Heritage Legislation in Romania

67533470_xxl.jpgThe process of recognising architectural heritage or value is prescribed by detailed legislation.[1]

In an interview with Stefania Romascanu, adviser at the Sibiu Department for the  Protection of Culture and Heritage, she described the consultation process as lengthy, often lasting years. If a request is received for a building to be granted the status of monument (equivalent to listed status in the UK), a caseworker investigates its architectural, historical, and cultural value. Through a score system, if the building is deemed of importance, it is included in the official list of Romanian monuments by the Ministry of Culture, a process that normally lasts between 6 months and a year.
When an application is received for changes to a monument, the building is treated as valuable in its entirety and every effort is to be made to preserve it intact. The lack of differentiation between layers of value hinders the rehabilitation of many buildings that are monuments themselves or in the proximity of monuments. The legislative approach is a hybrid between pre-1989 communist prescriptions and French legislation borrowed when Romania progressed towards democracy. Lucian Carstea from the Urban Planning Department in Sibiu further explained in our interview how the protection areas for monuments are decided. Many of the current areas were defined by the communist version of the planning department, called PROIECT S.A. (followed by the name of the city/town it covered). Standard practice was to define a radius around a monument, which often intersected boundary lines of adjacent properties and buildings. Therefore, many who would like to improve their properties now have to approach them for amendments, as half of their property might be protected and the other half not. This is normally the case with historic city centres and the process is costly and lengthy for home owners and often discourages maintenance. Current practice is more thorough and similar to the conservation area system in the UK, where property boundary lines are considered when defining the extents of protected sites.

A last informative interview on the issue of preserving architecturally significant buildings was with Ciprian Anghel Stefan from the ASTRA Museum in Sibiu[2], who explained the museum’s novel approach to preserving cultural heritage related to the Romanian folklore. Mr Anghel Stefan is the director of the open-air museum in Sibiu, which extends over 96 hectares of land on the NW border of Sibiu. One of Europe’s largest open air museums, its collection includes over 400 buildings that are monuments, all representative of Romanian folklore. Often starting with either information provided by the public about a place of interest or by simply seeking out buildings according to the needs of the museum’s collection, they travel to villages. By walking and investigating, they come across a variety of valuable architecture that they then proceed to acquire if possible. If convenient for the building, it is renovated and left in-situ with established management. Otherwise, it is carefully documented and dismantled, transported to Sibiu, and erected in the museum. The approach has been copied by a similar open-air museum in Bucharest and the initiative is funded by the Ministry of Culture.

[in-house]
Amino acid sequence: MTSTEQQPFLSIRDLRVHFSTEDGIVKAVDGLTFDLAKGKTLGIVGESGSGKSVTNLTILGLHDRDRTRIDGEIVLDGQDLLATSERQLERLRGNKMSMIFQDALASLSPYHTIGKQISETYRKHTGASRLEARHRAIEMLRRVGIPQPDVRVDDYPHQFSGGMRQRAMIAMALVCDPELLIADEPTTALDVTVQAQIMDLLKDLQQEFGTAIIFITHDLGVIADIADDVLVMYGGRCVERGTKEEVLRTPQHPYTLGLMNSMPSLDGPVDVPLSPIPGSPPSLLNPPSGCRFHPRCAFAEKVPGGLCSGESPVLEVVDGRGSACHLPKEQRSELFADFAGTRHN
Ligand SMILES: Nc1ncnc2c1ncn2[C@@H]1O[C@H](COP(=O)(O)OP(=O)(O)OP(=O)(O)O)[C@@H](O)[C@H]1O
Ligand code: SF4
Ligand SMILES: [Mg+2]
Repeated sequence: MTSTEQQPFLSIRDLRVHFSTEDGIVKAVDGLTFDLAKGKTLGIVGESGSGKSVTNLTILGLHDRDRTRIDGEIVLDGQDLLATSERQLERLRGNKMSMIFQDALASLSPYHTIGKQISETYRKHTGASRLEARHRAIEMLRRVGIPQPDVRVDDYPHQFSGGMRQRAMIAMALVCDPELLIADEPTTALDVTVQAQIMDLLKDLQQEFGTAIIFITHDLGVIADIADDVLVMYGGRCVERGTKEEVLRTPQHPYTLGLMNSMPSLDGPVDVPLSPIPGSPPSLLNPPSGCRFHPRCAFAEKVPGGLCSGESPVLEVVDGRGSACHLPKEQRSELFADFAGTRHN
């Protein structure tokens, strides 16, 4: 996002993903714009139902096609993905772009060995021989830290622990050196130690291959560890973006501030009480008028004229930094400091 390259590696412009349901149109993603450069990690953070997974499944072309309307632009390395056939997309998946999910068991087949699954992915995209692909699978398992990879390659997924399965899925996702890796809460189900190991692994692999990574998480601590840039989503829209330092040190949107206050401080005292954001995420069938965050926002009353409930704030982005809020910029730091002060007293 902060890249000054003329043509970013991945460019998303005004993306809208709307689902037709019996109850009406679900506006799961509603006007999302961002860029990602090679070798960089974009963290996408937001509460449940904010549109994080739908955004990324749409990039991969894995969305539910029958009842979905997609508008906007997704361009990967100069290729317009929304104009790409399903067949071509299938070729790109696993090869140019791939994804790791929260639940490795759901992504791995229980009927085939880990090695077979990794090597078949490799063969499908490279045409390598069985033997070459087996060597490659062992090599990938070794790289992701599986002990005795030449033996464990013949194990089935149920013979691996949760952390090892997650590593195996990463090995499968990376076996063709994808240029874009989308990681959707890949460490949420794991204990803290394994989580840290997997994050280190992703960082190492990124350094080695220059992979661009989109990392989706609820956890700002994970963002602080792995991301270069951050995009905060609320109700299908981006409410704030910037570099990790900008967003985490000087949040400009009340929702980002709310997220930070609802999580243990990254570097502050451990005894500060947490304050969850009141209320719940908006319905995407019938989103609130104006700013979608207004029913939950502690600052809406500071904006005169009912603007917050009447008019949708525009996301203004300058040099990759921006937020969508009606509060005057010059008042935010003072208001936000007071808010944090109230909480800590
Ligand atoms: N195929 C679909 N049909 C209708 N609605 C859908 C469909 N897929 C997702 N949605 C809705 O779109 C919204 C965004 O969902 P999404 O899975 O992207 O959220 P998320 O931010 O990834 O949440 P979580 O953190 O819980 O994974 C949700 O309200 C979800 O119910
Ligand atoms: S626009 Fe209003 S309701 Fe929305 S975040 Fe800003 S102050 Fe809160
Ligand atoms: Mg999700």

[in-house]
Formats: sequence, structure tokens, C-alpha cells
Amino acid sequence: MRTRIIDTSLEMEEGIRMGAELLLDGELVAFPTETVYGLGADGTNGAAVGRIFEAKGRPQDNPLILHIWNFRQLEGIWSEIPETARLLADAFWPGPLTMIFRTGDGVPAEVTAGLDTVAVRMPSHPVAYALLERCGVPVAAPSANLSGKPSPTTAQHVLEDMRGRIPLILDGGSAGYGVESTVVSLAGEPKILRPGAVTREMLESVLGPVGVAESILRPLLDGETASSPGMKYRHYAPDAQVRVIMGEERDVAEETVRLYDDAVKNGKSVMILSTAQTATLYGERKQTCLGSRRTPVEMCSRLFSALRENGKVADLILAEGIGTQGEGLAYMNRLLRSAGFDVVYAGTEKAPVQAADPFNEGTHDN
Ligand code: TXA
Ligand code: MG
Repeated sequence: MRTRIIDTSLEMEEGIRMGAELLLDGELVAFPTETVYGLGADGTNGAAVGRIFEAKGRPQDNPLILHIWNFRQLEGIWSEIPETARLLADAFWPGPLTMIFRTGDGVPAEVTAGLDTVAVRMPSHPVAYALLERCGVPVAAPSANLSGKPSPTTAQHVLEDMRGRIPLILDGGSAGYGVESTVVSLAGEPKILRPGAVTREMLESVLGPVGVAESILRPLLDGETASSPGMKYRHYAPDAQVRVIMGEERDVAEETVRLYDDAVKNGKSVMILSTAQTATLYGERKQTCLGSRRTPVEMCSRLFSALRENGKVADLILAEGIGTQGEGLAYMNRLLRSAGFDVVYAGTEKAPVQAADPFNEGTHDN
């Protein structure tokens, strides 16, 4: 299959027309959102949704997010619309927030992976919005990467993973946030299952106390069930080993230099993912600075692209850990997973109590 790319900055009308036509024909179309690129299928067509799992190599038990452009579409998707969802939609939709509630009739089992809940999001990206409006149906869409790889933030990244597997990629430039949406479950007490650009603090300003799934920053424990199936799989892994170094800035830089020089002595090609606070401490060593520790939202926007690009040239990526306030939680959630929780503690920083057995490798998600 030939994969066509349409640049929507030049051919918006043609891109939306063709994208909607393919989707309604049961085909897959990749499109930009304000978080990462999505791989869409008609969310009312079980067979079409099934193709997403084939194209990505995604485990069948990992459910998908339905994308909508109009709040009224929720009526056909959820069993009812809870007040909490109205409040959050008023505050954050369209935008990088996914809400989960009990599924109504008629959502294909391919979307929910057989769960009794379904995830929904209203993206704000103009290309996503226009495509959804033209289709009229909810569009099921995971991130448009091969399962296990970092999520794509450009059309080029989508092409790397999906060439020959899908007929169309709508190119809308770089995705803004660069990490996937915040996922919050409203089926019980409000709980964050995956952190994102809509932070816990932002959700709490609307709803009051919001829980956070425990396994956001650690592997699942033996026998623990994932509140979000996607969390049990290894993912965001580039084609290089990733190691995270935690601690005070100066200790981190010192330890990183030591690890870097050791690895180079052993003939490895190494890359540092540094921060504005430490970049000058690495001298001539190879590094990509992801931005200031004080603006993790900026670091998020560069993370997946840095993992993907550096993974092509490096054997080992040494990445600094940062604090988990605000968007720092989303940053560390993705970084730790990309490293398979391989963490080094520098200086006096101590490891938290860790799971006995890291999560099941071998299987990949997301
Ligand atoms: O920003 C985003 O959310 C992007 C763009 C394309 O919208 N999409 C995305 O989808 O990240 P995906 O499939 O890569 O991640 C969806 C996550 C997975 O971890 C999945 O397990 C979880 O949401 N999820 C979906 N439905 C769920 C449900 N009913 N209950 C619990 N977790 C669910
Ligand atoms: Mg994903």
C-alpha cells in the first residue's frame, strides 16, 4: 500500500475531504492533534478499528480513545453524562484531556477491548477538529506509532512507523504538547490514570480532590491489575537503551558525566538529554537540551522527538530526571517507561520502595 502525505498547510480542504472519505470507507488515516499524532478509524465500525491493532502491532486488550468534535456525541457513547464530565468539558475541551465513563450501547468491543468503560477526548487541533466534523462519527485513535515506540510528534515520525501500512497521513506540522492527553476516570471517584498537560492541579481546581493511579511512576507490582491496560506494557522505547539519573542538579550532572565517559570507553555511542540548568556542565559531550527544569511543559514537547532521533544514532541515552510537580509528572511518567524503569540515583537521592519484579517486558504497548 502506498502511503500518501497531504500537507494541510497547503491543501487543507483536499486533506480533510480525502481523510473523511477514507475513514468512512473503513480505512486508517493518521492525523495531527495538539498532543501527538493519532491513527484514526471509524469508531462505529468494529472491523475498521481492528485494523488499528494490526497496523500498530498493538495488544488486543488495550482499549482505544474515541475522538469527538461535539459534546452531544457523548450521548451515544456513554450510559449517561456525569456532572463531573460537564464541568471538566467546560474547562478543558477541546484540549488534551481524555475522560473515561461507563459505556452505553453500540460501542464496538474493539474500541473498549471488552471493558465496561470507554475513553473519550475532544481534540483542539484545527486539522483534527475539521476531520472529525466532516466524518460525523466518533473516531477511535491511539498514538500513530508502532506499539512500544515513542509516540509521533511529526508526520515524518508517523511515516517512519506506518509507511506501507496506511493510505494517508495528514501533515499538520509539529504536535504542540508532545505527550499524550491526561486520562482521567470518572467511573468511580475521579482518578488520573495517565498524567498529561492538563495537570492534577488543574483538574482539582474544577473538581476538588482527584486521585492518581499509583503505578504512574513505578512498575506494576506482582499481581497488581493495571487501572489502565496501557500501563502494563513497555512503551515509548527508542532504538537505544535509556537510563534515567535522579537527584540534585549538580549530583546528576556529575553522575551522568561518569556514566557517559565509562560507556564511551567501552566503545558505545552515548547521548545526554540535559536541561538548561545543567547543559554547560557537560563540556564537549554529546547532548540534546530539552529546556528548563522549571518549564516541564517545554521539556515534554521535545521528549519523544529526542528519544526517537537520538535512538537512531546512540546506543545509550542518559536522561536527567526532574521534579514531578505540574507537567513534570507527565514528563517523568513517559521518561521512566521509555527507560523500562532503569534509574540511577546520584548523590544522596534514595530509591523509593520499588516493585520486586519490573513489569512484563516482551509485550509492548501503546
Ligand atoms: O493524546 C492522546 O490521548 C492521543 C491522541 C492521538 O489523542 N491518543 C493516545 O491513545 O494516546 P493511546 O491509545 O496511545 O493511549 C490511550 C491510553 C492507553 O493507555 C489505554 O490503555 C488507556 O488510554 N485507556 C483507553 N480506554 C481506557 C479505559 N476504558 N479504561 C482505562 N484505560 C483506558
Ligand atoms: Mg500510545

Such organisations could play an important role in heritage preservation in the context of changing attitudes in the face of trauma. Professor Wendy Pullan, during the “Living With Earthquakes” conference at Jesus College, Cambridge (October 2017), considered the issue in the light of increased interest in matters of national and ethnic cultural identity. When dealing with different types of trauma in the built world, a more homogenic thinking is necessary. Heritage groups and organisations are rethinking their role and becoming more pro-active, both in terms of the physical reconstruction of the built fabric, but also in aiding with humanitarian intervention and relief. Evidence in L’Aquilla (Marche region, Italy) shows such groups aiding relief efforts and subsequently actively starting the documentation and rebuilding of the town’s historic church. Similar efforts were observed in other disaster stricken zones.

The ASTRA Museum in Sibiu and the Bucharest Folklore Museum are both examples of such groups intervening to protect heritage, but of a different era than the Cat.1 and 1+ buildings. The challenge would be to extend the programme towards architecturally significant seismic risk buildings that would otherwise be demolished and forgotten.

[1] Government of Romania . 2001. Law no.422/2001 regarding the protection of heritage structures . Law, Bucharest: Government of Romania .

[2]Anghel Stefan, Ciprian, interview by Crista Popescu. 20017. Relocating and/or rebuilding decaying heritage (July).

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